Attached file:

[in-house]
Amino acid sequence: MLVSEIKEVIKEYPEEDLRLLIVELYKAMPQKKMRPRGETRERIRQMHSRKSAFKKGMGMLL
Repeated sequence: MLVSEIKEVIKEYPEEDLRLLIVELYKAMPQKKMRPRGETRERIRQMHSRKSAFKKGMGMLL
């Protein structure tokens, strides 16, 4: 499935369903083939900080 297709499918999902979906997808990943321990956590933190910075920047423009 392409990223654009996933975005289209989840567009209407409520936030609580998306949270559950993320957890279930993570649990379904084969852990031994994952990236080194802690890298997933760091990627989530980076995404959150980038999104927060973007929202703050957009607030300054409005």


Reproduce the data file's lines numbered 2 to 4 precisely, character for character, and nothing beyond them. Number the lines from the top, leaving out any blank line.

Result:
Amino acid sequence: MLVSEIKEVIKEYPEEDLRLLIVELYKAMPQKKMRPRGETRERIRQMHSRKSAFKKGMGMLL
Repeated sequence: MLVSEIKEVIKEYPEEDLRLLIVELYKAMPQKKMRPRGETRERIRQMHSRKSAFKKGMGMLL
């Protein structure tokens, strides 16, 4: 499935369903083939900080 297709499918999902979906997808990943321990956590933190910075920047423009 392409990223654009996933975005289209989840567009209407409520936030609580998306949270559950993320957890279930993570649990379904084969852990031994994952990236080194802690890298997933760091990627989530980076995404959150980038999104927060973007929202703050957009607030300054409005």